The Gateway board of directors is pleased to announce Leslie Walker has been appointed as a Research Associate.
Leslie is currently completing her Doctorate of Social and Economic Sciences at the Vienna, Austria University of Technology. Her research focuses on technology theories and policies to reduce the inequality associated with Artificial Intelligence (AI) in health care. As such her research conclusions are highly relevant to regions such as Huron County.
"I am thrilled to be joining the Gateway team and have already been inspired by the world class research and the commitment to rural health in our region. I hope to use my consulting background to strengthen the organization and amplify the amazing value the Gateway team has created thus far” said Walker.
Originally from Goderich, Leslie completed her Honours Bachelor of Commerce and Psychology at McMaster University and Master of International Business from Queen’s University, including an international MBA exchange to Guanghua School of Management in Beijing, China. She has spent the last four years working with PricewaterhouseCoopers (PwC), working globally on large digital enablement projects with major tech companies such as Google and Microsoft. Her focus on public-sector clients has allowed her to use cloud technology and a metrics-based approach to provide better, more cost-effective services to citizens.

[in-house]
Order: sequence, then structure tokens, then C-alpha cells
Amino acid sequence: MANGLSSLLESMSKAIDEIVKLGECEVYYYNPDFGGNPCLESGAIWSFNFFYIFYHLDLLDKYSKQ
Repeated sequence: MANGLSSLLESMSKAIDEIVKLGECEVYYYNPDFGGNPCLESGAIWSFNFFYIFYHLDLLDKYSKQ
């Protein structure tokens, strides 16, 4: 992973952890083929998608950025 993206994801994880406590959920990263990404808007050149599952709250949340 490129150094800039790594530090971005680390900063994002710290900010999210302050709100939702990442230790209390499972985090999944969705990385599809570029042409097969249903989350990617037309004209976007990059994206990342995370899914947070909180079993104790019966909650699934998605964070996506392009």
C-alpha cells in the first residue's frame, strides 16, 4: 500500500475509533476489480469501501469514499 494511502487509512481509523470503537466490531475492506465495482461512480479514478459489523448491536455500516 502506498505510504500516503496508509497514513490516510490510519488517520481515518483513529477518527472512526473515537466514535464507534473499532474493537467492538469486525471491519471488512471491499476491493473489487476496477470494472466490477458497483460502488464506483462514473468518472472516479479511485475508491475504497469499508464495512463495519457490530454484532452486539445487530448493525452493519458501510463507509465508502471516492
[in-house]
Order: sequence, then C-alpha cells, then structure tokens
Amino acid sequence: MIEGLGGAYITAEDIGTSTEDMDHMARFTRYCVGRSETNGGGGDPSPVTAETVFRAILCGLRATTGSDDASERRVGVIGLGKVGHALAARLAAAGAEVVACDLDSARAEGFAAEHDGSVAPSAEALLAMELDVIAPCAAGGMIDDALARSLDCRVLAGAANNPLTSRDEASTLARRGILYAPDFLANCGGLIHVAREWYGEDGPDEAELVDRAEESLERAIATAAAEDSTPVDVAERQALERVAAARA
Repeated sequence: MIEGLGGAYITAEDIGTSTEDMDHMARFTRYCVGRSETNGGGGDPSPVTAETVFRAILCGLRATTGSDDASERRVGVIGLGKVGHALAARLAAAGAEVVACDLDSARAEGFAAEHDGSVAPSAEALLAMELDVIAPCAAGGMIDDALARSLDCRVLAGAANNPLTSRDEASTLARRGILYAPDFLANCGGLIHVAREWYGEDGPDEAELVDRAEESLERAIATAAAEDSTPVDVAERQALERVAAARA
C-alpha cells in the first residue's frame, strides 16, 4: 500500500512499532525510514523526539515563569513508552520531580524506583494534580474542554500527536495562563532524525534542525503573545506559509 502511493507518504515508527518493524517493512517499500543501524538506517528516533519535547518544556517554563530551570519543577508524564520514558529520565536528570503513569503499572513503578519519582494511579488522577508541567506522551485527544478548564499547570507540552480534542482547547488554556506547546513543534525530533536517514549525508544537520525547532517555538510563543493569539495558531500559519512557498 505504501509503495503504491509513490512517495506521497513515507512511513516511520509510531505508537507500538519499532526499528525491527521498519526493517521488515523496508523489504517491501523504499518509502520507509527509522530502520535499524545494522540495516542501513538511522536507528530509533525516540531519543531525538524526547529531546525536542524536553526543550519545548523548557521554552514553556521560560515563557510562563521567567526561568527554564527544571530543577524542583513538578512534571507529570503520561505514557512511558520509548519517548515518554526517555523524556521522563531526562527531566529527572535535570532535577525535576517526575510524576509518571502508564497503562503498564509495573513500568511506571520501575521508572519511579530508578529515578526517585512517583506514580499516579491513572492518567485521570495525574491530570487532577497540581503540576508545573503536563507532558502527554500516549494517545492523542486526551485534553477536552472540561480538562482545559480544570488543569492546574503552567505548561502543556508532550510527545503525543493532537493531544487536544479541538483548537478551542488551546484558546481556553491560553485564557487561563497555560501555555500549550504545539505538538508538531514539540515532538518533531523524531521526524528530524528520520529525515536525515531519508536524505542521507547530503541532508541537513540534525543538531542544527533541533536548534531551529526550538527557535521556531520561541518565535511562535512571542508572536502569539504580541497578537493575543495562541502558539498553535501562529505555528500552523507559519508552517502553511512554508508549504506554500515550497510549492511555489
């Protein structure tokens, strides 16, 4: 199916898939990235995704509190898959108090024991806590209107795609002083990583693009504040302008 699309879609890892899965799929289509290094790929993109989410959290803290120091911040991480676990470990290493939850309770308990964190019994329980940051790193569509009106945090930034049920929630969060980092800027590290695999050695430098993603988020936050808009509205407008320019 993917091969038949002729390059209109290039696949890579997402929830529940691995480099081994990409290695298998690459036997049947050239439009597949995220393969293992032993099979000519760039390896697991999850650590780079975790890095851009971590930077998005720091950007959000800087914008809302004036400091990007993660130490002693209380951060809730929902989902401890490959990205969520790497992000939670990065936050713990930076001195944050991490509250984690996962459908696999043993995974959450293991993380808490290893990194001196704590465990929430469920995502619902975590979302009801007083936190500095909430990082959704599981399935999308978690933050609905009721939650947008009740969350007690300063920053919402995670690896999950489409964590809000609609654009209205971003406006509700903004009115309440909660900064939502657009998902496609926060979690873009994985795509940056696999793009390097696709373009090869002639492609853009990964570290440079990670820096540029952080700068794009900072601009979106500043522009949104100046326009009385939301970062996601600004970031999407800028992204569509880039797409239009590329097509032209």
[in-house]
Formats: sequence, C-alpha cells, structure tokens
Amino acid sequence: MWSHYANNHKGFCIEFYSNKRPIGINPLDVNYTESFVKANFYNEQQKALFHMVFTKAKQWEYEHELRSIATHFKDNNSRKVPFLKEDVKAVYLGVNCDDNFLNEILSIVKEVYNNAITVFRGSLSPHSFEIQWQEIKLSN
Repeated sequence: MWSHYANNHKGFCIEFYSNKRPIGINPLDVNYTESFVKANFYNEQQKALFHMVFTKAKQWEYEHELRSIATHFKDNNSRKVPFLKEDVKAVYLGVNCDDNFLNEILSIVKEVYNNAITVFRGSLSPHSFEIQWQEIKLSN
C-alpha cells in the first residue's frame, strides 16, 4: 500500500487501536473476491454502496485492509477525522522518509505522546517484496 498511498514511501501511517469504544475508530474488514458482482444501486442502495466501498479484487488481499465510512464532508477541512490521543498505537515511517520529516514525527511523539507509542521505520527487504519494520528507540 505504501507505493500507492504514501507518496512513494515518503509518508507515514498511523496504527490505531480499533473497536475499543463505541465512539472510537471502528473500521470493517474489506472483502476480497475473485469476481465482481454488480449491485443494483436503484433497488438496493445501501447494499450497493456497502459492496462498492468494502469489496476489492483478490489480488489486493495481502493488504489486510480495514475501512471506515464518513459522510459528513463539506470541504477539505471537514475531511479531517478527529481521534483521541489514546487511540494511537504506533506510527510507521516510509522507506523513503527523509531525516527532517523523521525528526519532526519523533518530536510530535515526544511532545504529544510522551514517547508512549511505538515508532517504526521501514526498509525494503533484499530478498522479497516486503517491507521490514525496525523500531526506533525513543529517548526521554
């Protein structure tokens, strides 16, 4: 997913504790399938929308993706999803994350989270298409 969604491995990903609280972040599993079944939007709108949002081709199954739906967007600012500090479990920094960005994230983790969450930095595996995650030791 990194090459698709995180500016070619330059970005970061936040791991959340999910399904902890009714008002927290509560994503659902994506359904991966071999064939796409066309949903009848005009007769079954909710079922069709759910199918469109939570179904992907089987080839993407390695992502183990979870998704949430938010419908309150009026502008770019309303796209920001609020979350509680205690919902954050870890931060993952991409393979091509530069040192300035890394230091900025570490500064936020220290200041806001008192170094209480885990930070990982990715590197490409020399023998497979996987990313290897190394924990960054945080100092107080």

Gwen Devereaux Gateway CERH said, “How fortunate we are to have Leslie join us bringing such exceptional talent to our region”.
Leslie has always celebrated her Huron County roots and is particularly fond of summers in Goderich. She can be frequently seen paddle boarding on the lake, enjoying the G2G trail and visiting the Goderich Library.
Gateway is pleased to announce that it has received donations totaling $1,000 from Hensall Co-op and the Poultry Farmers of Huron County.